9 Things You Can Do to Support the Travel Industry When the World is Closed

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Here's a pretty staggering fact you might not know: the tourism industry accounts for roughly 1 in 10 jobs around the world.

That's hundreds of millions of jobs in a wide variety of sectors of the travel industry; everything from airline employees to hotel staff to tour guides to cruise ship workers to travel agents. And let's not forget the people who work in restaurants and cafes in tourist hot spots, the owners of souvenir shops, and even travel writers like me!

The World Travel and Tourism Council is already predicting that up to 50 million jobs will be lost in the tourism industry worldwide due to the effects and after-effects of the COVID-19 coronavirus outbreak. In the US alone, it's predicted that this pandemic will have a negative impact on the travel industry at least 7 times greater than 9/11.

Inside the Oculus in NYC
And, if you don't remember, 9/11 had a pretty HUGE impact on travel!

I won't lie to you: Things look pretty grim right now.

It's obviously not just the tourism industry that's been affected; lots of people in lots of industries are losing their jobs right now. And that sucks. But since the tourism industry is the only one I've known for several years, it's the one that I feel like I can actually talk about.

If you're feeling a bit helpless now, you're certainly not alone. I vacillate daily between worrying about my own business in the coming months, and trying to figure out what I can do to help others right now with the money I still have.

The good news is that there ARE things we can do right now. And, even though it may not feel like it at the moment, this WILL eventually be over and we'll be able to travel once again.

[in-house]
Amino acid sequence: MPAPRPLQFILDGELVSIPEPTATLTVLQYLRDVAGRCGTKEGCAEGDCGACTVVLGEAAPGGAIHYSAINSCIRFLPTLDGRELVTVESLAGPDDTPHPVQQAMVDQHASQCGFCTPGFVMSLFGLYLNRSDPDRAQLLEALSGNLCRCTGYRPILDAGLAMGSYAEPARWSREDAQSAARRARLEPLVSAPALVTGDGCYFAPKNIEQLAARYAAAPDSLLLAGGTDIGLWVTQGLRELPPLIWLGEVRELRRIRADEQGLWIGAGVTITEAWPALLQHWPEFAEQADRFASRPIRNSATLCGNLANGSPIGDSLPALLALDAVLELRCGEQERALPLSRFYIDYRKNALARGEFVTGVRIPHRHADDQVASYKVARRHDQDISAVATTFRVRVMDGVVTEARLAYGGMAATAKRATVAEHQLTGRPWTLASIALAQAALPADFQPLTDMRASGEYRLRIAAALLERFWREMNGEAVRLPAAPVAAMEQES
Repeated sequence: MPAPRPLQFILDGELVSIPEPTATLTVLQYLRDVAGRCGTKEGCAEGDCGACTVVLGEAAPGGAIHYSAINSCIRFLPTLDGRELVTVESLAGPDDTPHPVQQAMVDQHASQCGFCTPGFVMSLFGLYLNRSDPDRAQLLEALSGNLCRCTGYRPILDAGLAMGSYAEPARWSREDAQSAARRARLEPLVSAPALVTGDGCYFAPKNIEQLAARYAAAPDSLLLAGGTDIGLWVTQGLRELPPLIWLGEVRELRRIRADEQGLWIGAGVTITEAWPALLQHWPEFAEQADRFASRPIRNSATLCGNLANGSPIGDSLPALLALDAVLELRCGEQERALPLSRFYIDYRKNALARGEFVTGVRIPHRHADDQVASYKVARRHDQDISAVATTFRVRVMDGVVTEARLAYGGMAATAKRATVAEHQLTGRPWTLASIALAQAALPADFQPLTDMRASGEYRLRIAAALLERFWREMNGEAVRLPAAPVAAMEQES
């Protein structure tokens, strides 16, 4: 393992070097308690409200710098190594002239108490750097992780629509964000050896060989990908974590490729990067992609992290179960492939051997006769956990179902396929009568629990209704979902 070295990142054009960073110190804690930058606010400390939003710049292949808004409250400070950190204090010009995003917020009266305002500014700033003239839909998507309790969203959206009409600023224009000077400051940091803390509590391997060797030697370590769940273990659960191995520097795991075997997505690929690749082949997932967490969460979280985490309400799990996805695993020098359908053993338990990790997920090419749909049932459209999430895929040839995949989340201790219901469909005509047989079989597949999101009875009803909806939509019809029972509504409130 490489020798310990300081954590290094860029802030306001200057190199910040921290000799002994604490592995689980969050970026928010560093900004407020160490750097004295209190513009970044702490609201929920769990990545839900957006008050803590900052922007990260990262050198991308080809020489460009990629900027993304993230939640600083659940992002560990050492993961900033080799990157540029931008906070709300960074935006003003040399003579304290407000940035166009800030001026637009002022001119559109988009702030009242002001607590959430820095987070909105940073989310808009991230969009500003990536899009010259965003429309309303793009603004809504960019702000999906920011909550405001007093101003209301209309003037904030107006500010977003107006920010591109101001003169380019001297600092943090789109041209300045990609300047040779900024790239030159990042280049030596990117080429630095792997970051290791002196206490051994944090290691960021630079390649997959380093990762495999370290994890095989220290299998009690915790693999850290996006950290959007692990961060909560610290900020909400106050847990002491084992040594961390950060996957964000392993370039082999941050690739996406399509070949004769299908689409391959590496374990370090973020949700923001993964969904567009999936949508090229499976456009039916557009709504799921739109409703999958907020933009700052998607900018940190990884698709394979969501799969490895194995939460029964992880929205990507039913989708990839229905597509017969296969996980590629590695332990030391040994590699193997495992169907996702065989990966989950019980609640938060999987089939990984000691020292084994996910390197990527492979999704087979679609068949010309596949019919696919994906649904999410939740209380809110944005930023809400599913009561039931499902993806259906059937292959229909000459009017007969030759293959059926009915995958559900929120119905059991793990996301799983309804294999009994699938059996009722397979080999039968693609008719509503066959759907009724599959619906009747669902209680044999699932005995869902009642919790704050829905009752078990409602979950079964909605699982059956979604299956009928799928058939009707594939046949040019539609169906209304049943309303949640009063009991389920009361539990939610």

Hanauma Bay in Hawaii
It's totally fine to daydream about Hawaiian beaches!

9 ways to support the travel industry right now

If you want to feel a little less helpless, here are a bunch of things you can do right NOW to support the travel industry while still diligently practicing your social distancing. (I really hope none of you need to hear this, but you should definitely NOT be traveling at the moment!)

1. Continue ordering takeout from local restaurants

Columbus food tour

When we start talking about the travel industry, we have to start local. After all, the tourist attractions, museums, and restaurants in your home town are all suffering right now – and they're the ones you might still have access to.

Even in cities and states where stricter “shelter in place” rules have been implemented, many restaurants have been able to remain open and provide take-out and delivery services. If your favorite restaurant is still operating, consider ordering something this week – and consider tipping your delivery driver or the person at the till at little extra.

If you want to take your support a step further, consider ordering from your local Chinese restaurant. They are hurting the most during all of this, and could definitely use your business.

2. Shop local online

Me sporting one of my favorite tees from local Cleveland Clothing Co.

Many non-essential businesses are closed by now – but in many cases it's still possible to support them by shopping online.

Order a bag of coffee beans from your favorite cafe; get some new artwork for your home from your favorite artist's Etsy shop or online gallery (you've probably got some extra time on your hands right now to do some redecorating!); browse your favorite small shops' online stores for a t-shirt or sticker that can help you show your support from afar.

I know that, for many people right now, spending extra money just isn't feasible. But for those of us who still have our jobs and some disposable income, now is an excellent time to give back to your local community in the form of supporting small businesses.